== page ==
Tuesday, July 8, 2008

Grocery shopping

Back in my old neighborhood when I was really bored and lonely, I would take a trip down to the local supermarket. My most local market was called Sok which meant "shock". I guess we were supposed to be shocked at the low prices or something like that. The prices there are probably the lowest out of all the supermarkets in Istanbul so I was lucky to have one so close. My kids would get excited because I would let them get a snack or a treat. Snack, meaning savory and treat meaning sweet. Usually it would be a snack. They have this whole snack isle in every supermarket in Turkey that has portioned snacks. In the states you have to buy a whole bag of chips or a whole bag of pretzels. If they do offer a small bag of either, the price is too high for the portion. Here, they sell a wide variety of flavored pretzel sticks (popcorn, peanut, seasoning, cheese, spicy, etc.) They also have your standard shaped pretzel, a fish cracker, and sesame covered bread sticks all in small portioned packages at low prices. They are around 40 kurus which is probably 30-35 cents a package. I love it because then I don't have to get the individual baggies and fill them handful by handful from a big bag for each of my kids every time we go out for the day.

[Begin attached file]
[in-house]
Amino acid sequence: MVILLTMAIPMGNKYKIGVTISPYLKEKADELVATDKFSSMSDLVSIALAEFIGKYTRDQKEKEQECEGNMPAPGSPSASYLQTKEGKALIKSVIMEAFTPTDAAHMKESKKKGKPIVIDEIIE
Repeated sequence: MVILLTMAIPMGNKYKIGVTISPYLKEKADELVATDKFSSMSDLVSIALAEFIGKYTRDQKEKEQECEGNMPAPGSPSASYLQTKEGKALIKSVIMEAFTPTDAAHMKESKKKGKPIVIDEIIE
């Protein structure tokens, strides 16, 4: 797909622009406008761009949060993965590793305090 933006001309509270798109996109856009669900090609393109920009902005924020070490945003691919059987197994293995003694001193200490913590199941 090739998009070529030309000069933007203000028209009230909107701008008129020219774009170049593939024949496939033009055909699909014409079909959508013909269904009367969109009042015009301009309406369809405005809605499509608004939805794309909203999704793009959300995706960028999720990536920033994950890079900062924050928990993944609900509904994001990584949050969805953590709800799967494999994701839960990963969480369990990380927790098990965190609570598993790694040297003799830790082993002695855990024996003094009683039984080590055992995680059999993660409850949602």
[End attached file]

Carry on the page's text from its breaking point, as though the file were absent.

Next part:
Since we've moved to Kozyatagi I've been amazed at the amount of markets they have in this neighborhood. Almost on every corner you have a Sok or a Dia supermarket. We have a Sok a few apartment buildings down from us. There is a Dia in the other direction about 200 meters. Shopping has never been so simple. Of course their selection isn't too wide but they have what we need. Milk, flour, basic vegetables which for us means cucumbers, green onions, parsley, green peppers, and onions, snacks, treats to make our evenings more exciting in front of the TV, and corn flakes.
When we first got to Turkey I didn't want to give my kids cold cereal for breakfast everyday. I guess that's the snob side of me trying to take over. I don't know why I didn't believe in it. It's how I was raised and I think I turned out just fine. So I rotated between pancakes and oatmeal and sometimes I would let them eat some corn flakes. Now I let them eat corn flakes more often. Today Atticus ate four bowls of corn flakes for breakfast. I really can't feed that kid enough. He eats all the time. Then two hours later we have snack time. I pull out the banana bread. He asks for two pieces and then gets the peanut butter. He's obsessed with sandwiches. So a banana bread peanut butter sandwich for snacktime. For lunch I fed them a well balanced meal of green beans alla turca, turkish string cheese, watermelon, and fish crackers. He didn't wolf that down so fast now that I think about it. In fact maybe he doesn't eat that much because looking at the rest of the day I really didn't feed him that much. We bought him an ice cream cone in the afternoon and before bed I fed him bread with honey and feta cheese on top, apple slices and milk. Not too filling although he did ask for four pieces of honeyed bread. OK, maybe he does eat a lot. I'm not worried about him getting fat, I'm just trying to imagine how many times a week I'll have to go to the market to feed my growing boys.

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